Bennett said the motorcycle club started in the past year. They’re based in Henderson and have people who enjoy riding and fellowship.
“There’s a lot of negatives that go with it and we’re trying to put a positive with it,” Bennett said of shedding the stereotype of motorcycle groups. “We wanted to come out here and do something good for the kids of Special Olympics. It’s a good cause and we’re going to do it every year that they have it.”
Most of the group participated last year with a differently named team. They even brought a pit bull, Zeus, who seemed hardly phased by the trip into the cold water.
Darkside’s 13 participants took the largest team award and helped them to the award for most money raised by a team. Cold Rush, a team originating out of the Henderson Police Department, earned the best team costume award.
Vacher received the award for best individual costume, and Cheyenne Gregory earned an award for individually raising the most money.
“It’s wonderful,” said Sgt. Angela Feingold, a Cold Rush team member and coach with the Special Olympics. “I love it. They’re always happy.”
She’s been volunteering at various stages of her life for more than 25 years, since getting her first taste at age 15 in Onslow County.
Teams were varied, from the National Honor Society at Southern Vance High School to the various auxiliaries of the Beacon Light Lodge to several more.
“This is my first time doing this,” said Julian Hernandez, who was with Jonathan Carlock and teacher Joe Sharrow going into the water for the Southern Vance team. “It’s for a good cause, to help out as best I can.”
All credited Sandra Wiggins for good-natured “arm twisting” to participate, but they were each also clearly excited and happy to be involved. And Wiggins was beaming.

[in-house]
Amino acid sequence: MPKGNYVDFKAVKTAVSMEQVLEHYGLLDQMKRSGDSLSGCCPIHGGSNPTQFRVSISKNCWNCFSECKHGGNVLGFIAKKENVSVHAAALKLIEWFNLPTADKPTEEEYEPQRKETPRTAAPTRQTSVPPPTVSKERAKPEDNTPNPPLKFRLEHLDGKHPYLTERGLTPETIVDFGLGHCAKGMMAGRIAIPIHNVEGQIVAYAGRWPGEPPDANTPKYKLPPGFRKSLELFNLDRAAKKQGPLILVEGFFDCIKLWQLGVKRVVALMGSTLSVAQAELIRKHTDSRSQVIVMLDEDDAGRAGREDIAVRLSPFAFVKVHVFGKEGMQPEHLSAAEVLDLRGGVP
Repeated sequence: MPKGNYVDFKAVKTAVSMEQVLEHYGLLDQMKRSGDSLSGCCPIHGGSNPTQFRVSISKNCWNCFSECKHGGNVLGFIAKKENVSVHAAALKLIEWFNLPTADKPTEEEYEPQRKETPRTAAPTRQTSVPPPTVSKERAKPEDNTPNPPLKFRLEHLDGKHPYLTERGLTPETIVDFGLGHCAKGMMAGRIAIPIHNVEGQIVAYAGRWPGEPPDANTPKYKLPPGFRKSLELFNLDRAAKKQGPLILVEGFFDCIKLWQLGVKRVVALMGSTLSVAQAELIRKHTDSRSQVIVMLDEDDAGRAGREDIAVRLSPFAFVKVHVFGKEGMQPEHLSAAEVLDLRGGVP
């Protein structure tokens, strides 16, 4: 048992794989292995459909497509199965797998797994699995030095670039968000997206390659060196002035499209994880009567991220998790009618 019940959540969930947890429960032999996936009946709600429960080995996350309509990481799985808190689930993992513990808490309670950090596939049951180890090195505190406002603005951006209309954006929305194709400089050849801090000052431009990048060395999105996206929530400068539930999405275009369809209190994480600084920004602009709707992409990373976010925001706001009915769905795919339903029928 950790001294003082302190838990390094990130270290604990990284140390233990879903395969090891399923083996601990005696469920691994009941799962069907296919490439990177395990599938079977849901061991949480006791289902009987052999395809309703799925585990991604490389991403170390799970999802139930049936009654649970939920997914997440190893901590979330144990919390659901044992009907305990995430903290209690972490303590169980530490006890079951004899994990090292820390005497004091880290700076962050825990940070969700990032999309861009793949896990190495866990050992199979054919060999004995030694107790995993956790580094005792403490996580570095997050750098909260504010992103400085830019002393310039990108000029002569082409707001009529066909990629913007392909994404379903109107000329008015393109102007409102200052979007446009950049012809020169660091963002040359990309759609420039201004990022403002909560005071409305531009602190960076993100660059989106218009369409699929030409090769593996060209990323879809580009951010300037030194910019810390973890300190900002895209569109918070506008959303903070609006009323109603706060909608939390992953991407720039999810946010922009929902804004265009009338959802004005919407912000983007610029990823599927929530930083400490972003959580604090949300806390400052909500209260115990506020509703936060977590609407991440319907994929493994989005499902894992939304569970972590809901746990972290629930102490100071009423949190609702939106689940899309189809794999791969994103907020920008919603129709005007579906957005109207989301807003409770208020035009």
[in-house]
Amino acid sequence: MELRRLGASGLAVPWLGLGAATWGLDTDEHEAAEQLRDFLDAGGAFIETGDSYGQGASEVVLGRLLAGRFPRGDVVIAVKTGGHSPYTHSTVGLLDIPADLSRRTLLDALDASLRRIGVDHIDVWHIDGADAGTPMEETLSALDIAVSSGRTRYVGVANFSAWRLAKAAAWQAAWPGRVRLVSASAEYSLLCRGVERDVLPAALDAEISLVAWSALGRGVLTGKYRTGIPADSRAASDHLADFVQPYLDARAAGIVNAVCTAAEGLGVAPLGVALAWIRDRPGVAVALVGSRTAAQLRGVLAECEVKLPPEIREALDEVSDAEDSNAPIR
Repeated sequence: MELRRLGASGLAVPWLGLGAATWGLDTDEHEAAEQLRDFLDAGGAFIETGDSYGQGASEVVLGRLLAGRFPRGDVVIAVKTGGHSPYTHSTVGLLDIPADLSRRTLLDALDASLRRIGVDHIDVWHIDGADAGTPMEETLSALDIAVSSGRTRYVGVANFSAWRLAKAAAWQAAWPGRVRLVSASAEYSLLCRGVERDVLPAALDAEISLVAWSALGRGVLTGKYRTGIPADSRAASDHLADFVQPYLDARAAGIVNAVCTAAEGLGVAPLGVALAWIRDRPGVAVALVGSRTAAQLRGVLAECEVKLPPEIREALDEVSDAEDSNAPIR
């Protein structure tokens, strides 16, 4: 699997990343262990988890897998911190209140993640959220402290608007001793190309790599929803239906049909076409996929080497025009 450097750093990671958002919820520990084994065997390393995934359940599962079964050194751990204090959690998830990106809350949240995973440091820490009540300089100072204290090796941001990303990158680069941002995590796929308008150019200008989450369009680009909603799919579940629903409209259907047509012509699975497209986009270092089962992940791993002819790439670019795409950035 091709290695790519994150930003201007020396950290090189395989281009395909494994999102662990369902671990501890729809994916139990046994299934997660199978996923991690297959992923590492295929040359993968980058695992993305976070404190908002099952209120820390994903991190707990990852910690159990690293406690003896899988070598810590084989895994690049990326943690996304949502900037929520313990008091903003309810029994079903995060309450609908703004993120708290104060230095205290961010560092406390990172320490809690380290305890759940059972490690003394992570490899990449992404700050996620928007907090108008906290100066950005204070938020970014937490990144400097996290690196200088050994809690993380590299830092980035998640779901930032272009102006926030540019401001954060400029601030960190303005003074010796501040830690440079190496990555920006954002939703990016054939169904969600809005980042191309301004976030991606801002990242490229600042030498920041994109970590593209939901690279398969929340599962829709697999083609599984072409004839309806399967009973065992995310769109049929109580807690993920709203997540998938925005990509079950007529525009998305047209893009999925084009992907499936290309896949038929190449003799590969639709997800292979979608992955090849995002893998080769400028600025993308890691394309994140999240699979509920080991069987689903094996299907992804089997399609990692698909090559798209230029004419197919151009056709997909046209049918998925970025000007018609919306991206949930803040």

“I think it’s cool, that’s why I volunteered to do it with them,” said Sharrow, who teaches U.S. history. “I wanted to encourage them to keep doing good things for the community.”
Lorelei Winkler, speaking excitedly between the balloons of her costume, said Eddie Hicks was a big reason Beacon Light, the ladies’ Goodwill Baxter Chapter and the young men’s Knights of Pythagoras were represented.
“I don’t care what your organization is, you have Eddie Hicks’ support,” Winkler said. “It’s amazing. One of our nieces has a daughter who is disabled. So, we’re very supportive. It’s exciting, and she’s a young one, so she’s going to come up in Special Olympics.
“Last year I did a cartwheel before I hit the water. When I finish, I’m going to run to the car and go home.”
And she wasn’t alone. But some remained on the beach, shivering and cheering others. Rescue and diving personnel were at hand, but there were no injuries or incidents.
Just fun and money donated for the Special Olympians.
“I’ve driven them to the competition a couple of times,” said Steve Osborne, the athletics director with the recreation department. “It kind of inspires you a little bit. If they can get out there and do as well as they do, there’s not a whole lot that we should complain about.”
Especially a cold Kerr Lake in February.